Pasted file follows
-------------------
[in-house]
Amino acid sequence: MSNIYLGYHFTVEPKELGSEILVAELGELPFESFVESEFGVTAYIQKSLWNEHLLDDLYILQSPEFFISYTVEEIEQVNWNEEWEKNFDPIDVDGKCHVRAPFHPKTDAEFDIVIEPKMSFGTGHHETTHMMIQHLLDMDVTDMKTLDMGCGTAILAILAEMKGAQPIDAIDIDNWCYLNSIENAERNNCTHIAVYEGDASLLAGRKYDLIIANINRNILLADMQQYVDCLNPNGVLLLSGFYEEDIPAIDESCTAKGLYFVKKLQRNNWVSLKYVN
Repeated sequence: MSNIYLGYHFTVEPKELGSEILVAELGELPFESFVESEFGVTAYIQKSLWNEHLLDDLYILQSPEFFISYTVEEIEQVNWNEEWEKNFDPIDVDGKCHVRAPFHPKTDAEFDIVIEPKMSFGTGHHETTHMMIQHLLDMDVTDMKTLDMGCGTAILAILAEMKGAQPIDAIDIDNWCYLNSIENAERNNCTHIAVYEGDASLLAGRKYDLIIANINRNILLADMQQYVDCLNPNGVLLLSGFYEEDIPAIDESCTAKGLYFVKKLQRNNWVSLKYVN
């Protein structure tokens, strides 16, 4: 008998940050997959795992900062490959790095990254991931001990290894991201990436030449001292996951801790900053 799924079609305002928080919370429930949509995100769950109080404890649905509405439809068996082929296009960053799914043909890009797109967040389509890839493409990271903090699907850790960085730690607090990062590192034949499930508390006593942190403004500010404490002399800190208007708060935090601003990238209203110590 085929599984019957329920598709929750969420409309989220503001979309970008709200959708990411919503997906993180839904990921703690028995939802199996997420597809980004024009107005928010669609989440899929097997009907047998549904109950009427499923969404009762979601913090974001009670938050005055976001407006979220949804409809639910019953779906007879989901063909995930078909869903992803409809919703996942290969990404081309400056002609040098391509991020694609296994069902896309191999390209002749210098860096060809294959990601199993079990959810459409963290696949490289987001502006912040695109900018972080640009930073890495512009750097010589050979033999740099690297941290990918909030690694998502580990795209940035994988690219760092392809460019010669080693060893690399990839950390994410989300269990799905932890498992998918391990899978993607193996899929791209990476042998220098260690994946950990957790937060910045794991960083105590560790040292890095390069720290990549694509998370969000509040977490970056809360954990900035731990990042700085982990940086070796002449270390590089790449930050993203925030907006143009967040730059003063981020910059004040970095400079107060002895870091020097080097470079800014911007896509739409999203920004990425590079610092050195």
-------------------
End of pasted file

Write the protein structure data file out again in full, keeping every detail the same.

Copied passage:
[in-house]
Amino acid sequence: MSNIYLGYHFTVEPKELGSEILVAELGELPFESFVESEFGVTAYIQKSLWNEHLLDDLYILQSPEFFISYTVEEIEQVNWNEEWEKNFDPIDVDGKCHVRAPFHPKTDAEFDIVIEPKMSFGTGHHETTHMMIQHLLDMDVTDMKTLDMGCGTAILAILAEMKGAQPIDAIDIDNWCYLNSIENAERNNCTHIAVYEGDASLLAGRKYDLIIANINRNILLADMQQYVDCLNPNGVLLLSGFYEEDIPAIDESCTAKGLYFVKKLQRNNWVSLKYVN
Repeated sequence: MSNIYLGYHFTVEPKELGSEILVAELGELPFESFVESEFGVTAYIQKSLWNEHLLDDLYILQSPEFFISYTVEEIEQVNWNEEWEKNFDPIDVDGKCHVRAPFHPKTDAEFDIVIEPKMSFGTGHHETTHMMIQHLLDMDVTDMKTLDMGCGTAILAILAEMKGAQPIDAIDIDNWCYLNSIENAERNNCTHIAVYEGDASLLAGRKYDLIIANINRNILLADMQQYVDCLNPNGVLLLSGFYEEDIPAIDESCTAKGLYFVKKLQRNNWVSLKYVN
């Protein structure tokens, strides 16, 4: 008998940050997959795992900062490959790095990254991931001990290894991201990436030449001292996951801790900053 799924079609305002928080919370429930949509995100769950109080404890649905509405439809068996082929296009960053799914043909890009797109967040389509890839493409990271903090699907850790960085730690607090990062590192034949499930508390006593942190403004500010404490002399800190208007708060935090601003990238209203110590 085929599984019957329920598709929750969420409309989220503001979309970008709200959708990411919503997906993180839904990921703690028995939802199996997420597809980004024009107005928010669609989440899929097997009907047998549904109950009427499923969404009762979601913090974001009670938050005055976001407006979220949804409809639910019953779906007879989901063909995930078909869903992803409809919703996942290969990404081309400056002609040098391509991020694609296994069902896309191999390209002749210098860096060809294959990601199993079990959810459409963290696949490289987001502006912040695109900018972080640009930073890495512009750097010589050979033999740099690297941290990918909030690694998502580990795209940035994988690219760092392809460019010669080693060893690399990839950390994410989300269990799905932890498992998918391990899978993607193996899929791209990476042998220098260690994946950990957790937060910045794991960083105590560790040292890095390069720290990549694509998370969000509040977490970056809360954990900035731990990042700085982990940086070796002449270390590089790449930050993203925030907006143009967040730059003063981020910059004040970095400079107060002895870091020097080097470079800014911007896509739409999203920004990425590079610092050195």